Rear-View Cameras Shown to Reduce Crashes

Ever wish for a better view behind your vehicle before backing up?  It seems that many drivers want exactly that.  You have probably been in a vehicle equipped with a rear-view camera systems, and perhaps have given it an informal test- a lot of manufacturers are already installing such systems into their new vehicles.

But what’s been missing so far is whether rear-view camera systems can actually help drivers see better into the space behind their vehicles.  However, through a thorough testing process, AAA just determined that rear-view camera systems actually can help reduce crashes.  In fact, rear-view camera systems were found to improve rear visibility an average of 46 percent!

AAA evaluated 17 vehicles across 11 manufacturers with factory-installed and aftermarket rear-view camera systems, testing a variety of vehicle body styles to measure the reduction in blind-zone areas as a direct result of using a rear-view camera system.

More specific test results include:

  • A rear-view camera system did increase visibility, ranging from a 36 percent improvement in smaller sedans to a 75 percent improvement in hatchbacks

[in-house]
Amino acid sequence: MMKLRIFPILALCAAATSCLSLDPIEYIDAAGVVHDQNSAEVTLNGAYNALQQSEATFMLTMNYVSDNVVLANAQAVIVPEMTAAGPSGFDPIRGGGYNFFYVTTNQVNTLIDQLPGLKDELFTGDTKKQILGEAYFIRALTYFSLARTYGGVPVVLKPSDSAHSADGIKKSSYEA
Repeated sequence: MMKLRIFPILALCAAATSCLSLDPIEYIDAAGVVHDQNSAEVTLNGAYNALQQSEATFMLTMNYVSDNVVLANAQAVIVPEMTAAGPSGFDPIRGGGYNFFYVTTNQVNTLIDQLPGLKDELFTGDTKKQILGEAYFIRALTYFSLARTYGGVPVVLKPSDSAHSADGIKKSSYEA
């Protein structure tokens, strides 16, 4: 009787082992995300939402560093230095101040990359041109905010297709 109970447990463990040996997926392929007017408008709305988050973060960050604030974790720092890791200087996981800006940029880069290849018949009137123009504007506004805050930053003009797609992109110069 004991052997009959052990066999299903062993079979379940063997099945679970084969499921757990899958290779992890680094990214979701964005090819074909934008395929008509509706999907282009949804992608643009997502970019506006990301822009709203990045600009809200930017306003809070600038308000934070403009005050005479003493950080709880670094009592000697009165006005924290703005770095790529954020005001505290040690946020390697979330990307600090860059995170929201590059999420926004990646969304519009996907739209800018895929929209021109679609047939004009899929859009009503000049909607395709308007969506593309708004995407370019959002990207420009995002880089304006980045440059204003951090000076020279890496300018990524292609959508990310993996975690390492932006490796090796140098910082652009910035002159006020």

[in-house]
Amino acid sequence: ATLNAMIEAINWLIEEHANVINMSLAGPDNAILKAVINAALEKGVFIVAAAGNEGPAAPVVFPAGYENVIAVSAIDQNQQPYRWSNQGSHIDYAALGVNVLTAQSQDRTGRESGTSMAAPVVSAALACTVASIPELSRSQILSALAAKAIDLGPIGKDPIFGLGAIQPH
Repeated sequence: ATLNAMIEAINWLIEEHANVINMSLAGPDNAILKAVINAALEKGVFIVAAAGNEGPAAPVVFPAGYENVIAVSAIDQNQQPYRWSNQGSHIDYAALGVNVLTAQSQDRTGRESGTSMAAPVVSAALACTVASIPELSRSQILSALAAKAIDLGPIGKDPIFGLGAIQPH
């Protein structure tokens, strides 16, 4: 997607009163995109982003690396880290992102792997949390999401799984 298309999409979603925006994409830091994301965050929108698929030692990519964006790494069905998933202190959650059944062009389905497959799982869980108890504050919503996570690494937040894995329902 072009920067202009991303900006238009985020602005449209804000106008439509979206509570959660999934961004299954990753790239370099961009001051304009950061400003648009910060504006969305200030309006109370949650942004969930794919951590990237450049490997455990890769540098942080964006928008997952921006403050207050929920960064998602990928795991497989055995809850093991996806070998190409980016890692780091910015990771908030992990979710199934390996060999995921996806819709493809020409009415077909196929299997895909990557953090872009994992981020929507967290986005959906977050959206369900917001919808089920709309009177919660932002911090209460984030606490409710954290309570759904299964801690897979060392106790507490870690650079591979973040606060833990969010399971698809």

• Rain, snow or slush can cloud the rear-view camera lens, delivering blurry imagery. Wiping the camera during the pre-drive inspection is a good habit that ensures the camera is ready to capture a clear image.

This information is all the more important because NHTSA will begin requiring manufacturers to equip their vehicles with rear-view image systems beginning in 2016.  It’s also important because some drivers may be tempted to rely exclusively on a rear-view camera system.  But although these systems dramatically improve rear-view visibility, they do not show 100 percent of the space behind the vehicle.  That is why AAA will continue recommending that drivers always walk behind their vehicle to visually confirm that there are no obstacles, and use the rear-view camera to confirm that nothing has entered the area immediately behind the vehicle since the driver’s walk-through inspection.

In sum, rear-view camera systems do appear to aid drivers in seeing into the space behind them, but such systems should be used only to supplement a driver’s direct, in-person viewing of the space behind, before getting into the vehicle.

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